As such, it takes influence from other fantasy works, most notably Disney’s classic animated feature Beauty and the Beast. Both main characters are named Belle, and the design and temperament of the Dragon is very similar to that of the Beast; the mix of animals blended into one hunched, brooding creature, the mysterious castle with a squad of cutesy servant-sidekicks. There’s even a damaged portrait over the fireplace mantle! After years of anime fans complaining about American films “stealing” from anime (Kimba the White Lion, Nadia: The Secret of Blue Water and Perfect Blue), it’s funny to see an anime borrow so blatantly from the West. I can’t wait for the inevitable shot-by-shot comparison videos on YouTube; Belle even recreates the iconic ballroom dancing scene (notable at the time for its early use of CG).
There is nothing particularly groundbreaking about the animation in Belle, though it is certainly a gorgeous film. The world of U is shown as a city of sweeping towers populated by flying avatars. Animation allows the filmmakers to give each character a unique avatar, of whatever size or shape fits that person best. Suzu becomes a beautiful woman, but others are depicted as babies, fairies and cute animals. The Dragon stands out for being such a dark character, with bruises spread across his back like a fungus.
Where Belle really differentiates itself is how it melds our current internet reality with its future fantasy visions. In early depictions of virtual worlds they were always treated as a separate place that never interacted much with the real world, a “secret life” that users had so very different from their actual existence. As technology moves forward, we’ve largely found that to not be true; our virtual existence is dominated by social media and live-streaming and parasocial relationships, and all of these are generally accepted as part of our “real” lives these days.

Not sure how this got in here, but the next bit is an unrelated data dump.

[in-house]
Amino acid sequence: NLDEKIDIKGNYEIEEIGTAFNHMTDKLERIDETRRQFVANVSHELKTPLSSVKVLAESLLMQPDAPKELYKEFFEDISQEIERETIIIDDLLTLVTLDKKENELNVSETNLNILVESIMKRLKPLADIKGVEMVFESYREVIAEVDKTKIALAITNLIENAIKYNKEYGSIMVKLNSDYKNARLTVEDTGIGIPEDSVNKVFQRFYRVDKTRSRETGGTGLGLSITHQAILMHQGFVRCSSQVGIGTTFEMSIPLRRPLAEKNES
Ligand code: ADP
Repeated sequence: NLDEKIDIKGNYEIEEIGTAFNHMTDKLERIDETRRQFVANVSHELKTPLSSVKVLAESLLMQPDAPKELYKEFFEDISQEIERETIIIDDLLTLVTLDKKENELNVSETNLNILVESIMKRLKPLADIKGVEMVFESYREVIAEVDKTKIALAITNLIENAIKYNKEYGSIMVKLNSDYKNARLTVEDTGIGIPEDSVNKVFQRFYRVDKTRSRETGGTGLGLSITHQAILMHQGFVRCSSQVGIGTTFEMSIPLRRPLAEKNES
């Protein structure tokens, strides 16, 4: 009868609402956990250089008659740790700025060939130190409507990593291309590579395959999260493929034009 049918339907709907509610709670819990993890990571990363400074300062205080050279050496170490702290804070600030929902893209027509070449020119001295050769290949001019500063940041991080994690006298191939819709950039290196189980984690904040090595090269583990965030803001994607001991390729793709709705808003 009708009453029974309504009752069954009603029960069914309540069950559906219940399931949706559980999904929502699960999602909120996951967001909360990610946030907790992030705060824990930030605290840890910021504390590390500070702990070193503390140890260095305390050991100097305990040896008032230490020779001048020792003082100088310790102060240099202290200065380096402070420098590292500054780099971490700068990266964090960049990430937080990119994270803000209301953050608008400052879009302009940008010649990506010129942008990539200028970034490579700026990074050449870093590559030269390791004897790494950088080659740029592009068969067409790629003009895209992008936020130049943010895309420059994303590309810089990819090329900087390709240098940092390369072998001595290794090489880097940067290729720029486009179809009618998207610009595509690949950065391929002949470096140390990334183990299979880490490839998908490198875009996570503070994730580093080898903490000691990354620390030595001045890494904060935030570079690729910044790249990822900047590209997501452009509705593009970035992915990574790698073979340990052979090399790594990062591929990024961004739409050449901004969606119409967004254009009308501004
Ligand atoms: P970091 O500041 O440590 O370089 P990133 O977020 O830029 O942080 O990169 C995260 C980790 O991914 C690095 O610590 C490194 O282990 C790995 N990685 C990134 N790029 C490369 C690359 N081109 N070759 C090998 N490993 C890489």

So it is that social media is heavily entwined with spectacle in the world of U, with messages flying as fast and furious as their avatars fly through the computer-generated cities. It isn’t just a thing that “the kids” are into; the residents of U are seen to be an incredibly diverse mix of ages and races, as seen from their messages and videos. But there is still a sense that this space matters more to a particular generation: Context clues reveal that Suzu’s village is a victim of the demographic crisis in Japan, where the populace is aging up with not enough children being born to replace them. Suzu is very much alone a lot of the time in her village, with various chat rooms and the world of U serving as her one constant connection to other people.
In the end, it will be the other people in her real life that will push her to do what she needs to do to save the Dragon.The fantasy elements take a back seat to the fact that there are real people behind each avatar, and just as the service creates a look for them based on their personality, so are their problems in U are just reflections of their real life situations. And in that case, it won’t be Belle who can save the day, but an ordinary girl named Suzu Naito.